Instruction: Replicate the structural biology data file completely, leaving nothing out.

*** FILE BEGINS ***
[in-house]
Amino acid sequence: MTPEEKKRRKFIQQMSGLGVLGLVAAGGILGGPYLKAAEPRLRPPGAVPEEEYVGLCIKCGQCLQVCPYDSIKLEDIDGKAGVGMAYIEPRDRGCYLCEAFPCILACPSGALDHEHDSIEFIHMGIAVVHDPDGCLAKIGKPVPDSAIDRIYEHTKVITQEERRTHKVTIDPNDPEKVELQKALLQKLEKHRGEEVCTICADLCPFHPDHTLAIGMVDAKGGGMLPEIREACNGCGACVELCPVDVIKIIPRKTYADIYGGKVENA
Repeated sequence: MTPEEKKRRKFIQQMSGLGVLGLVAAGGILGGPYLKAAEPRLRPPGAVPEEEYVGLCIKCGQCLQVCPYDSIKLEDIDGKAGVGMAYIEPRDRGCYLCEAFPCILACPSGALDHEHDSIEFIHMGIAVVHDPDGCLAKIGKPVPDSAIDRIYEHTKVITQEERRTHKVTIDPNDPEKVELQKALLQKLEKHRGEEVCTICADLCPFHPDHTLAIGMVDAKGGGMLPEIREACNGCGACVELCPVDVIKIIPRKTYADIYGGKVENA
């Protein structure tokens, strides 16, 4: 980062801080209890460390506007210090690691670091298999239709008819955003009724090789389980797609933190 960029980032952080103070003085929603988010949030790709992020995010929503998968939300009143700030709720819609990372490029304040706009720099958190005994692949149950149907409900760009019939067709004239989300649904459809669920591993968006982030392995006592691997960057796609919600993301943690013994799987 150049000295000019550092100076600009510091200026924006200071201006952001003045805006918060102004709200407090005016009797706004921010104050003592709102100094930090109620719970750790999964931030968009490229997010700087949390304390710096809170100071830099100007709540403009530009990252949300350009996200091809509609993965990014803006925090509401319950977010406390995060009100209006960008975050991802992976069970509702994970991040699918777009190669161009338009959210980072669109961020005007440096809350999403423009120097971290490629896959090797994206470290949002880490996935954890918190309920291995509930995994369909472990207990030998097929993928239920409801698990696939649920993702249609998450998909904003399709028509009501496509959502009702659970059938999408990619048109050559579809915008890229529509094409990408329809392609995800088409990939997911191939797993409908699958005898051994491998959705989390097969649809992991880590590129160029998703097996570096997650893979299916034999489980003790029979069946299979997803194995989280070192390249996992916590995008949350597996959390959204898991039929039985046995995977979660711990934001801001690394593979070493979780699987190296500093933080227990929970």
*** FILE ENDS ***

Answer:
[in-house]
Amino acid sequence: MTPEEKKRRKFIQQMSGLGVLGLVAAGGILGGPYLKAAEPRLRPPGAVPEEEYVGLCIKCGQCLQVCPYDSIKLEDIDGKAGVGMAYIEPRDRGCYLCEAFPCILACPSGALDHEHDSIEFIHMGIAVVHDPDGCLAKIGKPVPDSAIDRIYEHTKVITQEERRTHKVTIDPNDPEKVELQKALLQKLEKHRGEEVCTICADLCPFHPDHTLAIGMVDAKGGGMLPEIREACNGCGACVELCPVDVIKIIPRKTYADIYGGKVENA
Repeated sequence: MTPEEKKRRKFIQQMSGLGVLGLVAAGGILGGPYLKAAEPRLRPPGAVPEEEYVGLCIKCGQCLQVCPYDSIKLEDIDGKAGVGMAYIEPRDRGCYLCEAFPCILACPSGALDHEHDSIEFIHMGIAVVHDPDGCLAKIGKPVPDSAIDRIYEHTKVITQEERRTHKVTIDPNDPEKVELQKALLQKLEKHRGEEVCTICADLCPFHPDHTLAIGMVDAKGGGMLPEIREACNGCGACVELCPVDVIKIIPRKTYADIYGGKVENA
């Protein structure tokens, strides 16, 4: 980062801080209890460390506007210090690691670091298999239709008819955003009724090789389980797609933190 960029980032952080103070003085929603988010949030790709992020995010929503998968939300009143700030709720819609990372490029304040706009720099958190005994692949149950149907409900760009019939067709004239989300649904459809669920591993968006982030392995006592691997960057796609919600993301943690013994799987 150049000295000019550092100076600009510091200026924006200071201006952001003045805006918060102004709200407090005016009797706004921010104050003592709102100094930090109620719970750790999964931030968009490229997010700087949390304390710096809170100071830099100007709540403009530009990252949300350009996200091809509609993965990014803006925090509401319950977010406390995060009100209006960008975050991802992976069970509702994970991040699918777009190669161009338009959210980072669109961020005007440096809350999403423009120097971290490629896959090797994206470290949002880490996935954890918190309920291995509930995994369909472990207990030998097929993928239920409801698990696939649920993702249609998450998909904003399709028509009501496509959502009702659970059938999408990619048109050559579809915008890229529509094409990408329809392609995800088409990939997911191939797993409908699958005898051994491998959705989390097969649809992991880590590129160029998703097996570096997650893979299916034999489980003790029979069946299979997803194995989280070192390249996992916590995008949350597996959390959204898991039929039985046995995977979660711990934001801001690394593979070493979780699987190296500093933080227990929970």